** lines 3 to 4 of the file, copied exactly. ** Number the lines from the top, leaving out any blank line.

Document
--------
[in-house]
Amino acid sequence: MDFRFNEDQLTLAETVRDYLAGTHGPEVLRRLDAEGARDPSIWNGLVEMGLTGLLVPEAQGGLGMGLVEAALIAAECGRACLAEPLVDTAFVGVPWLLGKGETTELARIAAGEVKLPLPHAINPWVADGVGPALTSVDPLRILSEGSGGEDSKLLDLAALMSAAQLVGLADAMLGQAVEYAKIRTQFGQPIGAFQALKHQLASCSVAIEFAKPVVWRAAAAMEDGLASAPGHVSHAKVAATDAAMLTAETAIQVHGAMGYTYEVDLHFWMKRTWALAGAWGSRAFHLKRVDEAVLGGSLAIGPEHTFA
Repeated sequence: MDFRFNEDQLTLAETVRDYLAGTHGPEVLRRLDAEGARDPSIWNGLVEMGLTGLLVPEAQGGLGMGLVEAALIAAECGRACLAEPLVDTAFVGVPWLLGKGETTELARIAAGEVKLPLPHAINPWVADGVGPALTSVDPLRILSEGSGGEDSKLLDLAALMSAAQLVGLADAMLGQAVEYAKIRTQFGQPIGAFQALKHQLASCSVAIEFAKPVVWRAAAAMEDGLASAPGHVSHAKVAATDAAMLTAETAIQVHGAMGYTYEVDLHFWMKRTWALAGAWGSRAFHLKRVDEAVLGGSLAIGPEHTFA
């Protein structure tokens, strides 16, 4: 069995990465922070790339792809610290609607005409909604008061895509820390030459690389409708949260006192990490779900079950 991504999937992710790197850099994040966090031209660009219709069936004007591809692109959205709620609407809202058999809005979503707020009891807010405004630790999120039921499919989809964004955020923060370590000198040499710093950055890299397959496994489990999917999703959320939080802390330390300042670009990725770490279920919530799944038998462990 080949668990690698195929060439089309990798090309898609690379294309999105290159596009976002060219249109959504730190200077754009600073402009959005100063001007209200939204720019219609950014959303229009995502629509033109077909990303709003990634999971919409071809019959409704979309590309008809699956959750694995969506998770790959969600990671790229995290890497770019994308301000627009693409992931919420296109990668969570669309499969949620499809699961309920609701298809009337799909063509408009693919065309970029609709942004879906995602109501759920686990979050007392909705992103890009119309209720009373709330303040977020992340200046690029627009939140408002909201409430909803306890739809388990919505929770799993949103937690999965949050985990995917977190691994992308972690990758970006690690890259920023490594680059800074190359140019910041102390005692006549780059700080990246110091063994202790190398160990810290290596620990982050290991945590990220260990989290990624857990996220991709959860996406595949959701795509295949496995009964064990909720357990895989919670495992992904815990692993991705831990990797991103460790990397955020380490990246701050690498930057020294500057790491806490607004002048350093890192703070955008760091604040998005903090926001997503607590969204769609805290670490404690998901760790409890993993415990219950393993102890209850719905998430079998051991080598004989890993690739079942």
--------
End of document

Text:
Repeated sequence: MDFRFNEDQLTLAETVRDYLAGTHGPEVLRRLDAEGARDPSIWNGLVEMGLTGLLVPEAQGGLGMGLVEAALIAAECGRACLAEPLVDTAFVGVPWLLGKGETTELARIAAGEVKLPLPHAINPWVADGVGPALTSVDPLRILSEGSGGEDSKLLDLAALMSAAQLVGLADAMLGQAVEYAKIRTQFGQPIGAFQALKHQLASCSVAIEFAKPVVWRAAAAMEDGLASAPGHVSHAKVAATDAAMLTAETAIQVHGAMGYTYEVDLHFWMKRTWALAGAWGSRAFHLKRVDEAVLGGSLAIGPEHTFA
């Protein structure tokens, strides 16, 4: 069995990465922070790339792809610290609607005409909604008061895509820390030459690389409708949260006192990490779900079950 991504999937992710790197850099994040966090031209660009219709069936004007591809692109959205709620609407809202058999809005979503707020009891807010405004630790999120039921499919989809964004955020923060370590000198040499710093950055890299397959496994489990999917999703959320939080802390330390300042670009990725770490279920919530799944038998462990 080949668990690698195929060439089309990798090309898609690379294309999105290159596009976002060219249109959504730190200077754009600073402009959005100063001007209200939204720019219609950014959303229009995502629509033109077909990303709003990634999971919409071809019959409704979309590309008809699956959750694995969506998770790959969600990671790229995290890497770019994308301000627009693409992931919420296109990668969570669309499969949620499809699961309920609701298809009337799909063509408009693919065309970029609709942004879906995602109501759920686990979050007392909705992103890009119309209720009373709330303040977020992340200046690029627009939140408002909201409430909803306890739809388990919505929770799993949103937690999965949050985990995917977190691994992308972690990758970006690690890259920023490594680059800074190359140019910041102390005692006549780059700080990246110091063994202790190398160990810290290596620990982050290991945590990220260990989290990624857990996220991709959860996406595949959701795509295949496995009964064990909720357990895989919670495992992904815990692993991705831990990797991103460790990397955020380490990246701050690498930057020294500057790491806490607004002048350093890192703070955008760091604040998005903090926001997503607590969204769609805290670490404690998901760790409890993993415990219950393993102890209850719905998430079998051991080598004989890993690739079942």